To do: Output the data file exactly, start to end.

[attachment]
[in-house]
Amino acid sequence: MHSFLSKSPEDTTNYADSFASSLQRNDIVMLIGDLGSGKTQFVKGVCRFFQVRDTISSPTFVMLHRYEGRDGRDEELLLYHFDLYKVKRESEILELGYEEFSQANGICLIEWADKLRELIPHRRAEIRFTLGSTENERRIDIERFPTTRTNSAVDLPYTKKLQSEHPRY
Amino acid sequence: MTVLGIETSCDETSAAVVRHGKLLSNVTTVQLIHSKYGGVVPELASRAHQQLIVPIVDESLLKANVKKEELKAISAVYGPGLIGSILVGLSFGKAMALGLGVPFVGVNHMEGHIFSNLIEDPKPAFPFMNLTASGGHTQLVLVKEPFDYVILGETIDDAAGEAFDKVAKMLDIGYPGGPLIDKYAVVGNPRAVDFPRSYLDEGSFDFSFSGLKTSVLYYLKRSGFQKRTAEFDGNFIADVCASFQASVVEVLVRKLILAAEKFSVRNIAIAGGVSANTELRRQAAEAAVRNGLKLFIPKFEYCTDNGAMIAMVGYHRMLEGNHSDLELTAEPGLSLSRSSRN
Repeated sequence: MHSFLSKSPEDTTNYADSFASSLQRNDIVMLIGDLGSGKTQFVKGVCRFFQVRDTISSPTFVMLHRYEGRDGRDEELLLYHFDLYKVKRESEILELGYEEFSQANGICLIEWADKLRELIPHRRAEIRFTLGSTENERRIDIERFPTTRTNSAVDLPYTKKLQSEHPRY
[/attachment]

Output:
[in-house]
Amino acid sequence: MHSFLSKSPEDTTNYADSFASSLQRNDIVMLIGDLGSGKTQFVKGVCRFFQVRDTISSPTFVMLHRYEGRDGRDEELLLYHFDLYKVKRESEILELGYEEFSQANGICLIEWADKLRELIPHRRAEIRFTLGSTENERRIDIERFPTTRTNSAVDLPYTKKLQSEHPRY
Amino acid sequence: MTVLGIETSCDETSAAVVRHGKLLSNVTTVQLIHSKYGGVVPELASRAHQQLIVPIVDESLLKANVKKEELKAISAVYGPGLIGSILVGLSFGKAMALGLGVPFVGVNHMEGHIFSNLIEDPKPAFPFMNLTASGGHTQLVLVKEPFDYVILGETIDDAAGEAFDKVAKMLDIGYPGGPLIDKYAVVGNPRAVDFPRSYLDEGSFDFSFSGLKTSVLYYLKRSGFQKRTAEFDGNFIADVCASFQASVVEVLVRKLILAAEKFSVRNIAIAGGVSANTELRRQAAEAAVRNGLKLFIPKFEYCTDNGAMIAMVGYHRMLEGNHSDLELTAEPGLSLSRSSRN
Repeated sequence: MHSFLSKSPEDTTNYADSFASSLQRNDIVMLIGDLGSGKTQFVKGVCRFFQVRDTISSPTFVMLHRYEGRDGRDEELLLYHFDLYKVKRESEILELGYEEFSQANGICLIEWADKLRELIPHRRAEIRFTLGSTENERRIDIERFPTTRTNSAVDLPYTKKLQSEHPRY